The Prime Minister last night led the political tributes to Arlene Foster after she announced she was stepping down as DUP leader and First Minister.
Boris Johnson described Mrs Foster as a committed politician.
"I want to thank Arlene Foster for her dedication to the people of Northern Ireland over many years," he tweeted.
"She will continue to play a vital role as First Minister until June and I hope that she stays in public service for years to come."
Mrs Foster will stand down as party leader on May 28 and as First Minister at the end of June after bowing to a major internal heave against her.
Reflecting on her nearly six-year tenure, Mrs Foster said serving the people of Northern Ireland was the privilege of her life when she announced her resignation yesterday.
Her decision comes after DUP colleagues disgruntled with her leadership moved against her, with a majority of senior elected representatives signing a letter of no confidence.
Central to the resignation was the discontent at the DUP's Brexit strategy, with the party rank-and-file laying some of the blame for the Irish Sea border at her door.
Traditionalists from the party's religious fundamentalist wing also harboured concerns over positions Mrs Foster had taken on some social issues.
Messages of well-wishes also came from wider unionism, with Ulster Unionist leader Steve Aiken saying that he wished Mrs Foster "all the best for the future"
"Politics is a difficult arena which can take an enormous toll, on both you personally and your family," he added.
TUV leader Jim Allister, who has been a vocal and ardent critic of the contentious Northern Ireland Protocol, last night called for Mrs Foster's successor to unpick the trade border between Great Britain and Northern Ireland.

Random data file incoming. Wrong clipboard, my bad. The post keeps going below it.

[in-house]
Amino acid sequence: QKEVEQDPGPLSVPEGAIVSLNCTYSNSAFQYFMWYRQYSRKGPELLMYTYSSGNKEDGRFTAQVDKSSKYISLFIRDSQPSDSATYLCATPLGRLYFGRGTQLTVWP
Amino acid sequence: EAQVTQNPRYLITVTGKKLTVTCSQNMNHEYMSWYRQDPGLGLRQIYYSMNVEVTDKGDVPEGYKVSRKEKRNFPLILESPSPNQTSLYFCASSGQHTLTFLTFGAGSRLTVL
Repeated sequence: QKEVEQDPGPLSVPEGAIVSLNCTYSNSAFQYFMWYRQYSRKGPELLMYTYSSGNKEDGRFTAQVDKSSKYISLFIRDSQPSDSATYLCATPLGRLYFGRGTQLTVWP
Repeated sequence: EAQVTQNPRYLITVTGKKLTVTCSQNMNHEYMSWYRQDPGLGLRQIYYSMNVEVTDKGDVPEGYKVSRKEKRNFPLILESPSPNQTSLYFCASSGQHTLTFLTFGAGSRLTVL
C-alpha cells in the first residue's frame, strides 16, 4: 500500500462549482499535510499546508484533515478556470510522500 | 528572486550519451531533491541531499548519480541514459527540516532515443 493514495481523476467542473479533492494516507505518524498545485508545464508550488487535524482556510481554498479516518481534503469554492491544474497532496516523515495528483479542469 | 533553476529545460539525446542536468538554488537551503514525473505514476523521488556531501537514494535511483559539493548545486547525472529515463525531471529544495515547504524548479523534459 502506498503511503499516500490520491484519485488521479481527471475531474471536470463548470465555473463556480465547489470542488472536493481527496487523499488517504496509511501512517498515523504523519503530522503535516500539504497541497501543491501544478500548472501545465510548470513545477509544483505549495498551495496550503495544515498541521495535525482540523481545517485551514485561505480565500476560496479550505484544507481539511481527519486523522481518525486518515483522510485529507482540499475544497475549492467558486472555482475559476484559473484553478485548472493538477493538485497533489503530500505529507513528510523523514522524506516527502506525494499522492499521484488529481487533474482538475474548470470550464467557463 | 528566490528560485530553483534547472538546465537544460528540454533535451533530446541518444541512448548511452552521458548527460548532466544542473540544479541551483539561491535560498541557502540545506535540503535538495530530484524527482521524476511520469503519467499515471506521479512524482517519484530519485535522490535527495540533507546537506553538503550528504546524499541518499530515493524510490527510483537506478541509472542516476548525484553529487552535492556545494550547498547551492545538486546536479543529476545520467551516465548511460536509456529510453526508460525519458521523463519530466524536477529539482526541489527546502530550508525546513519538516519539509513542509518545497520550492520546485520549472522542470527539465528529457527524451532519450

"I have no doubt this has been a very difficult day for Arlene Foster and that the speed of her dispatch will have added to the hurt," he reflected.
"I therefore wish Mrs Foster and her family all the best for the future."
Mr Allister said he had known Mrs Foster for many years dating back to when they both practised law.
"In all my dealings with her I found her straightforward and honourable, whatever our political differences," he said.
"Going forward, I trust the new DUP leader will be wholly committed to restoring the Union and undoing the severe damage done by the iniquitous protocol.
"Only the unstitching of the Union-dismantling protocol can restore our place within the United Kingdom and afford us the equal citizenship we require. This should be the priority of every unionist."
Alliance Party deputy leader Stephen Farry described Mrs Foster as "heavily committed to public service".
The North Down MP tweeted: "I wish Arlene Foster well. I have known Arlene for 30 years, and have worked with her on achieving record levels of inward investment to NI.
"She has been heavily committed to public service. There will be other chances to talk of her legacy as DUP leader and what happens next."
Taoiseach Micheal Martin hailed Mrs Foster for breaking ground for women in politics as the first female Stormont leader. He said Mrs Foster had worked hard over many years and that he "valued the constructive engagement, notwithstanding our differences".
"She has worked hard over many years as an elected representative for the constituency of Fermanagh/South Tyrone.
"I know especially how proud Arlene is of her homeplace of Co Fermanagh. Political leadership is often not easy and takes courage."
Mr Martin described the re-establishment of the Stormont Executive in January 2020, with Mrs Foster as First Minister and Michelle O'Neill as Deputy First Minister, as a "key development in supporting peace and stability for all the people of these islands". The Irish President also praised Mrs Foster for her public service over the years.
In a statement, Michael D Higgins said: "Serving in public life makes great demands on individuals, which is important to acknowledge.
"May I wish her health and happiness in the future."